If your organisation is like most, it spends the majority of its leadership development budget on the senior and mid levels rather than the frontline. However there is growing evidence there needs to be a grassroots change to this strategy in light of the changing nature of leaders.
According to Harvard Business Publishing senior director Nick Clayton “there is a growing ‘sense of urgency’ around developing people for leadership positions earlier than in the past”. In an interview he did for HR magazine Clayton believes that, having cut leadership development budgets in the recession, many business leaders are now realising they have a “backlog of leaders that really need to be developed quickly”. The article goes on to talk about the leaner nature of organisations, resulting in young people being required to take on leadership responsibilities much earlier in their career than previous generations.
Frontline leaders are the people who get their hands dirty in your organisation, working along side the people who serve your customers. They also make up 50% of your leadership team and are responsible for up to 80% of your workforce. It only makes sense they should account for a large percentage of your development budget but in my experience that is not always the case.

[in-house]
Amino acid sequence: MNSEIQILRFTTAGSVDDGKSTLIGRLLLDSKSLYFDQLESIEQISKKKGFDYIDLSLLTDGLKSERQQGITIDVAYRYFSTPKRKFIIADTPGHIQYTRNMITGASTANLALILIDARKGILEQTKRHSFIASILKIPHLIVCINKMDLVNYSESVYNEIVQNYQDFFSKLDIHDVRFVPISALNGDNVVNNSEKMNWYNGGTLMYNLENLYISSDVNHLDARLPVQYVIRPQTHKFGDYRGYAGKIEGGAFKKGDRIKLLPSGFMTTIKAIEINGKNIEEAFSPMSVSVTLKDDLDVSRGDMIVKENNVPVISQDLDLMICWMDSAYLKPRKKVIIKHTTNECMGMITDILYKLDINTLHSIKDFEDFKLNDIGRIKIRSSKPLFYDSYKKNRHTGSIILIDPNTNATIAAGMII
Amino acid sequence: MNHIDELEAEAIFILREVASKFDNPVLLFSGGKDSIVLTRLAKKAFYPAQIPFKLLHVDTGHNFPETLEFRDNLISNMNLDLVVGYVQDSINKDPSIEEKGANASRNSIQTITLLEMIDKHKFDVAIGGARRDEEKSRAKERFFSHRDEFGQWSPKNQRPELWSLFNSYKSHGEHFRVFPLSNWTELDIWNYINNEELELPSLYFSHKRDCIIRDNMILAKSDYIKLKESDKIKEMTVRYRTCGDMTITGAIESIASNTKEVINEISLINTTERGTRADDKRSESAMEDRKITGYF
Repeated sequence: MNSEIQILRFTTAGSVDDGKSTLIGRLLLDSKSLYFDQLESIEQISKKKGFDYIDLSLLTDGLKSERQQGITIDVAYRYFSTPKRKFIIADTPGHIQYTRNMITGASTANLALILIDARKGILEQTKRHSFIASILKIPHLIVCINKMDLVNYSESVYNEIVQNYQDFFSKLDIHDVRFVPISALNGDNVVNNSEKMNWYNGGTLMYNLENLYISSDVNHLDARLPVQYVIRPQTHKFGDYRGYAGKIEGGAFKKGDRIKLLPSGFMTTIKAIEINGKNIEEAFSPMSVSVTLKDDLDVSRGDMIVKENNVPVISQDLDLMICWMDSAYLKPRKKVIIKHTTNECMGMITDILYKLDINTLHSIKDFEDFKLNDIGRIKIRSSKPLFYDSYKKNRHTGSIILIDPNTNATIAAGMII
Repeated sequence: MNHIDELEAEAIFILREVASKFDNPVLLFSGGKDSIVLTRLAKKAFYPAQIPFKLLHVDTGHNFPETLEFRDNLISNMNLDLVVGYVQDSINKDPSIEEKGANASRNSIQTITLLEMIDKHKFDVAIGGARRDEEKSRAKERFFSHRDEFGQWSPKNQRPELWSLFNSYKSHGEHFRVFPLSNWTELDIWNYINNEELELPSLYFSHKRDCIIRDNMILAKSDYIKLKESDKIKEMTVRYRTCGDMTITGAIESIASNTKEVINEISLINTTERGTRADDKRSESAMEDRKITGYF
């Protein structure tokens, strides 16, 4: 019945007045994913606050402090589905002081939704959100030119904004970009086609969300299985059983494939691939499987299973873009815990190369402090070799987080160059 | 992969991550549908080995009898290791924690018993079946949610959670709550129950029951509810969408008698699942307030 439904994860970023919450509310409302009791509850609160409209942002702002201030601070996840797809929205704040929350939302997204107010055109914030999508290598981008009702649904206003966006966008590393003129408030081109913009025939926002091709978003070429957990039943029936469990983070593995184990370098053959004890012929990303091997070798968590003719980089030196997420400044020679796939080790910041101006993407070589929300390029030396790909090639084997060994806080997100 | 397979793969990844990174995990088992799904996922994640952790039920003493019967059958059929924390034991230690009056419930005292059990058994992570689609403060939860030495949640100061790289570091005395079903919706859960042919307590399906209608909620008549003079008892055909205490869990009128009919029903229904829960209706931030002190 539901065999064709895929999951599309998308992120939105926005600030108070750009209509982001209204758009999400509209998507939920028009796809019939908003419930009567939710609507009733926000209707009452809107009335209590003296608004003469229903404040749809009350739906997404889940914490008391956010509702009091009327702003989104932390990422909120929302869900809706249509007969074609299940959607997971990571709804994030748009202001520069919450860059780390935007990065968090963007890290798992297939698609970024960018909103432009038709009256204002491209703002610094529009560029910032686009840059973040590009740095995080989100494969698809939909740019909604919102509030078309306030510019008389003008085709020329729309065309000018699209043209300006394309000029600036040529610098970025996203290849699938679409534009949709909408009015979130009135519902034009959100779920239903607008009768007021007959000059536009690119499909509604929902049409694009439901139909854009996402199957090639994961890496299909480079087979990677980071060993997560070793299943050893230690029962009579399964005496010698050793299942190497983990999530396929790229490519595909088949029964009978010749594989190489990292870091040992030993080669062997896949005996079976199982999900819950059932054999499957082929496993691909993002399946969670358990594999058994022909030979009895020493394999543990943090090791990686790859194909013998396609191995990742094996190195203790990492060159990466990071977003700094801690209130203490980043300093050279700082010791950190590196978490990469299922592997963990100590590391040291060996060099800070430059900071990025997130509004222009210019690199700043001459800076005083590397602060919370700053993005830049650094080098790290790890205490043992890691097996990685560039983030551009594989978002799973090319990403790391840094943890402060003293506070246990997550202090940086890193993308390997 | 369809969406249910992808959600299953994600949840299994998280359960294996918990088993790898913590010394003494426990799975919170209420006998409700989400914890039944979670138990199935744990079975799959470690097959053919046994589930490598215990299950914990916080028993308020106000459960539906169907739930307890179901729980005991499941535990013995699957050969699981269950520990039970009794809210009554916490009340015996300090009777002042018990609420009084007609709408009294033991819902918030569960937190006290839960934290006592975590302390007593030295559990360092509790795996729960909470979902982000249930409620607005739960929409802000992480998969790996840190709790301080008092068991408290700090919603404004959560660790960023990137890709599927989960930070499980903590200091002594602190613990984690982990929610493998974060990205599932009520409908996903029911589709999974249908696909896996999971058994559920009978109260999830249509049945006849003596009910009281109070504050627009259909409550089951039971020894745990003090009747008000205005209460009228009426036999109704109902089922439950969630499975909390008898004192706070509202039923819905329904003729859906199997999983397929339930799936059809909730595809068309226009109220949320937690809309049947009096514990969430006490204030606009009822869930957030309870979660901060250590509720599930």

I believe that for too long we have had the wrong focus when it comes to developing. Most organisations tend to focus on management skills only, wrongly believing that this level does not need to understanding how to lead. The result is we have an army of managers when what we really need are a community of leaders. Instead of waiting until their managing habits are ingrained to give them the skills of leading I believe we should be showing the how to lead from day one, knowing that they will do more and more of it as they move up the organisation.
When researching my Executive briefing paper on “How to grow productive frontline leaders”, I came across a range of research findings that highlighted this issue. To learn more about what I found download the paper, and a helpful quiz to assess your strategies, at www.letsgrow.com.au
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